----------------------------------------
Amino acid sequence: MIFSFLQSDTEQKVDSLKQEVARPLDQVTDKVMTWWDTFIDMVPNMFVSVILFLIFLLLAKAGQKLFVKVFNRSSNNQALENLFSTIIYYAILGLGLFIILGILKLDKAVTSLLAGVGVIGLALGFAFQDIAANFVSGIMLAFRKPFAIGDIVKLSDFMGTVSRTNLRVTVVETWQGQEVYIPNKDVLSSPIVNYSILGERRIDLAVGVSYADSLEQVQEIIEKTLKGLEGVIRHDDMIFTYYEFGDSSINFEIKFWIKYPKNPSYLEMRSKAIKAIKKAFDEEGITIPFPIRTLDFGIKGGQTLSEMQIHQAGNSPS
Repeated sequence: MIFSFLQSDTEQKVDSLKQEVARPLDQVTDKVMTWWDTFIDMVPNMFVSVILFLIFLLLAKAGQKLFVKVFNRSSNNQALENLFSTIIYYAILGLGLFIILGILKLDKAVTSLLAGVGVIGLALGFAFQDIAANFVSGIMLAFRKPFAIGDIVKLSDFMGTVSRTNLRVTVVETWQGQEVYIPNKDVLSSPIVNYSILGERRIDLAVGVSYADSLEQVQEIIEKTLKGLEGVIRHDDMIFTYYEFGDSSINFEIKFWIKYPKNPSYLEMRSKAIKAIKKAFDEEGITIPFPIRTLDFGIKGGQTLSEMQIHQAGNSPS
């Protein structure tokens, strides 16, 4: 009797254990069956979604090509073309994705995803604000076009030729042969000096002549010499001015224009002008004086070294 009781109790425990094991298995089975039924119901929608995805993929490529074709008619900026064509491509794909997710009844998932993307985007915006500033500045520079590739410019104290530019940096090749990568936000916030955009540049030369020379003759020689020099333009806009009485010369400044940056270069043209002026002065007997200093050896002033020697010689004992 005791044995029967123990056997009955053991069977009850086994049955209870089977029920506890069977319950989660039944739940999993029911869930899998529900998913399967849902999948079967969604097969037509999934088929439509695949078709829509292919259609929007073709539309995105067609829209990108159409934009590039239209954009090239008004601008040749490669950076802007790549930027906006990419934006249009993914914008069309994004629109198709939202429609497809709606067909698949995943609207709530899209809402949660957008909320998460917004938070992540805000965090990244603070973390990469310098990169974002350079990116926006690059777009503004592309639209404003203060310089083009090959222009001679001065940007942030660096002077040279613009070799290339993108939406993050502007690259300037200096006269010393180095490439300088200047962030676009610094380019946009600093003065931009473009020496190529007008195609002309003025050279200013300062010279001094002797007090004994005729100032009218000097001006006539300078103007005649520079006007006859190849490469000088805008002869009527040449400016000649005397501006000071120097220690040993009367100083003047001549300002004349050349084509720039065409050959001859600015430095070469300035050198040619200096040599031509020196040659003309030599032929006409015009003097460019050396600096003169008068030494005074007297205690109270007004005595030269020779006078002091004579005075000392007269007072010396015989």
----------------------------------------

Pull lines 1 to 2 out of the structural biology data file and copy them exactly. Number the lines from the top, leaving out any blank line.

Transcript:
Amino acid sequence: MIFSFLQSDTEQKVDSLKQEVARPLDQVTDKVMTWWDTFIDMVPNMFVSVILFLIFLLLAKAGQKLFVKVFNRSSNNQALENLFSTIIYYAILGLGLFIILGILKLDKAVTSLLAGVGVIGLALGFAFQDIAANFVSGIMLAFRKPFAIGDIVKLSDFMGTVSRTNLRVTVVETWQGQEVYIPNKDVLSSPIVNYSILGERRIDLAVGVSYADSLEQVQEIIEKTLKGLEGVIRHDDMIFTYYEFGDSSINFEIKFWIKYPKNPSYLEMRSKAIKAIKKAFDEEGITIPFPIRTLDFGIKGGQTLSEMQIHQAGNSPS
Repeated sequence: MIFSFLQSDTEQKVDSLKQEVARPLDQVTDKVMTWWDTFIDMVPNMFVSVILFLIFLLLAKAGQKLFVKVFNRSSNNQALENLFSTIIYYAILGLGLFIILGILKLDKAVTSLLAGVGVIGLALGFAFQDIAANFVSGIMLAFRKPFAIGDIVKLSDFMGTVSRTNLRVTVVETWQGQEVYIPNKDVLSSPIVNYSILGERRIDLAVGVSYADSLEQVQEIIEKTLKGLEGVIRHDDMIFTYYEFGDSSINFEIKFWIKYPKNPSYLEMRSKAIKAIKKAFDEEGITIPFPIRTLDFGIKGGQTLSEMQIHQAGNSPS